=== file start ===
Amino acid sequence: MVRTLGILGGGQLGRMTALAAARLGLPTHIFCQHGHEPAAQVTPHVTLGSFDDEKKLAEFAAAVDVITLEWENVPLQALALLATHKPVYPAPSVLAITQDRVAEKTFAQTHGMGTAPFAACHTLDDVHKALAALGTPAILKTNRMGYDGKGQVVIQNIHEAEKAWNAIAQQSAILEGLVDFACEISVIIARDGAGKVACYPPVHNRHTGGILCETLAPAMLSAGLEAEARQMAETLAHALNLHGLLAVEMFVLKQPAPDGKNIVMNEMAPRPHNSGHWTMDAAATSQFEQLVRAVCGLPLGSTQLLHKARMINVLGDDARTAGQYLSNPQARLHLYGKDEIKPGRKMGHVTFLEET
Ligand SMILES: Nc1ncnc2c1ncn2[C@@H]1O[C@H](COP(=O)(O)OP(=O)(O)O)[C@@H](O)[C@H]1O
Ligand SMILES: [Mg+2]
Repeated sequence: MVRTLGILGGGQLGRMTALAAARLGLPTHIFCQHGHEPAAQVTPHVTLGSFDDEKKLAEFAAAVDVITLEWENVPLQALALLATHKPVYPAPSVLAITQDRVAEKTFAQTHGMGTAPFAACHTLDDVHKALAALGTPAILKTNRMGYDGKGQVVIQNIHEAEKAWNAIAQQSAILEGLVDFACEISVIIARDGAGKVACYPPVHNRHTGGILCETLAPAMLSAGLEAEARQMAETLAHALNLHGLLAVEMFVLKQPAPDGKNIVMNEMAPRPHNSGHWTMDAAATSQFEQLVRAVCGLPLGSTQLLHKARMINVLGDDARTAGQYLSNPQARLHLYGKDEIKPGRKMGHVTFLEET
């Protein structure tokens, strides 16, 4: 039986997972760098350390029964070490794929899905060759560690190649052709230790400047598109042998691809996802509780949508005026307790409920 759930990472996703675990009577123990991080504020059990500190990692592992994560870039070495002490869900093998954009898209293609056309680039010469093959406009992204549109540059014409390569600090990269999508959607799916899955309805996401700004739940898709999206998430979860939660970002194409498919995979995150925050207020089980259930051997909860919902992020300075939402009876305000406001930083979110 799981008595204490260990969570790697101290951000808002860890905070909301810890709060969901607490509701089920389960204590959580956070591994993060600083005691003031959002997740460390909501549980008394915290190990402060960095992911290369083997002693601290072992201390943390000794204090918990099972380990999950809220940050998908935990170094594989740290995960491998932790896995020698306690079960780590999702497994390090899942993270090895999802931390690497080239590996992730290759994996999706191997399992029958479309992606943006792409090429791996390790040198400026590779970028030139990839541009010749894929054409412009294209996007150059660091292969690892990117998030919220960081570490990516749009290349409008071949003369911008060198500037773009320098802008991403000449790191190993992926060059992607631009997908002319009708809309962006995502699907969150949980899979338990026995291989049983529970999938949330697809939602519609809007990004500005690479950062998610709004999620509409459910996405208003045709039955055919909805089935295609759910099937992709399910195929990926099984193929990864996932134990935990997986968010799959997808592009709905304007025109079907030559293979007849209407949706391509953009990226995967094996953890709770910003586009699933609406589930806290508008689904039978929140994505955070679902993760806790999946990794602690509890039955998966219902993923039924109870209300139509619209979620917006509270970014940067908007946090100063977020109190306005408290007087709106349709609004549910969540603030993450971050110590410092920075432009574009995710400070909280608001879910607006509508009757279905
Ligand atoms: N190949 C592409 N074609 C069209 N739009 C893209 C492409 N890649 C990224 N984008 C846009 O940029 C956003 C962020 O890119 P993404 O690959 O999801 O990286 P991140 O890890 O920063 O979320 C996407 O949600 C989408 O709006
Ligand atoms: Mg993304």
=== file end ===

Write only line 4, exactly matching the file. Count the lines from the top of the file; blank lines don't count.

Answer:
Repeated sequence: MVRTLGILGGGQLGRMTALAAARLGLPTHIFCQHGHEPAAQVTPHVTLGSFDDEKKLAEFAAAVDVITLEWENVPLQALALLATHKPVYPAPSVLAITQDRVAEKTFAQTHGMGTAPFAACHTLDDVHKALAALGTPAILKTNRMGYDGKGQVVIQNIHEAEKAWNAIAQQSAILEGLVDFACEISVIIARDGAGKVACYPPVHNRHTGGILCETLAPAMLSAGLEAEARQMAETLAHALNLHGLLAVEMFVLKQPAPDGKNIVMNEMAPRPHNSGHWTMDAAATSQFEQLVRAVCGLPLGSTQLLHKARMINVLGDDARTAGQYLSNPQARLHLYGKDEIKPGRKMGHVTFLEET